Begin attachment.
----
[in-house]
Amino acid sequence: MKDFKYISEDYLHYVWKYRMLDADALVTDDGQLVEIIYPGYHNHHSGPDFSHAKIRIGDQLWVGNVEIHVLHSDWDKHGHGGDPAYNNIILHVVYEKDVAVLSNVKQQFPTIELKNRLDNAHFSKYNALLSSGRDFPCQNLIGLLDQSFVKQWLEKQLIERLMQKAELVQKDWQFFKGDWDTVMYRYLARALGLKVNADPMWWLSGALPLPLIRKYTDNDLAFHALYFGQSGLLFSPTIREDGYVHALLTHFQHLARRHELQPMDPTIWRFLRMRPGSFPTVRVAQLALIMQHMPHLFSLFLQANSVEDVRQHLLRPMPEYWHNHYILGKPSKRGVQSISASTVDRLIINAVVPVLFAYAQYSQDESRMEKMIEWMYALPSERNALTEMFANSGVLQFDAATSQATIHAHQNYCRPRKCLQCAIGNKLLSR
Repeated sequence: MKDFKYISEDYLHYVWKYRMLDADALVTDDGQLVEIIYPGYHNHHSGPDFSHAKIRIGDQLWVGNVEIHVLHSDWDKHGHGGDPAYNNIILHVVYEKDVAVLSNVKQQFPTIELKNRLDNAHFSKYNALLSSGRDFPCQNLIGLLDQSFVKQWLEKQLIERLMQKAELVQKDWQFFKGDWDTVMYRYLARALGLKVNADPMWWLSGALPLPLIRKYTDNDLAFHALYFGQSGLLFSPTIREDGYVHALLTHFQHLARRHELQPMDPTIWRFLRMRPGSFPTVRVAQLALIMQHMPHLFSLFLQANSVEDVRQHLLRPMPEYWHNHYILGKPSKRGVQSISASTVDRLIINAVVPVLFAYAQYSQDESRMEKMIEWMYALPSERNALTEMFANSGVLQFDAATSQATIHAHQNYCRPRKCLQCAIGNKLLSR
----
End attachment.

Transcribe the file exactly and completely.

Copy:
[in-house]
Amino acid sequence: MKDFKYISEDYLHYVWKYRMLDADALVTDDGQLVEIIYPGYHNHHSGPDFSHAKIRIGDQLWVGNVEIHVLHSDWDKHGHGGDPAYNNIILHVVYEKDVAVLSNVKQQFPTIELKNRLDNAHFSKYNALLSSGRDFPCQNLIGLLDQSFVKQWLEKQLIERLMQKAELVQKDWQFFKGDWDTVMYRYLARALGLKVNADPMWWLSGALPLPLIRKYTDNDLAFHALYFGQSGLLFSPTIREDGYVHALLTHFQHLARRHELQPMDPTIWRFLRMRPGSFPTVRVAQLALIMQHMPHLFSLFLQANSVEDVRQHLLRPMPEYWHNHYILGKPSKRGVQSISASTVDRLIINAVVPVLFAYAQYSQDESRMEKMIEWMYALPSERNALTEMFANSGVLQFDAATSQATIHAHQNYCRPRKCLQCAIGNKLLSR
Repeated sequence: MKDFKYISEDYLHYVWKYRMLDADALVTDDGQLVEIIYPGYHNHHSGPDFSHAKIRIGDQLWVGNVEIHVLHSDWDKHGHGGDPAYNNIILHVVYEKDVAVLSNVKQQFPTIELKNRLDNAHFSKYNALLSSGRDFPCQNLIGLLDQSFVKQWLEKQLIERLMQKAELVQKDWQFFKGDWDTVMYRYLARALGLKVNADPMWWLSGALPLPLIRKYTDNDLAFHALYFGQSGLLFSPTIREDGYVHALLTHFQHLARRHELQPMDPTIWRFLRMRPGSFPTVRVAQLALIMQHMPHLFSLFLQANSVEDVRQHLLRPMPEYWHNHYILGKPSKRGVQSISASTVDRLIINAVVPVLFAYAQYSQDESRMEKMIEWMYALPSERNALTEMFANSGVLQFDAATSQATIHAHQNYCRPRKCLQCAIGNKLLSR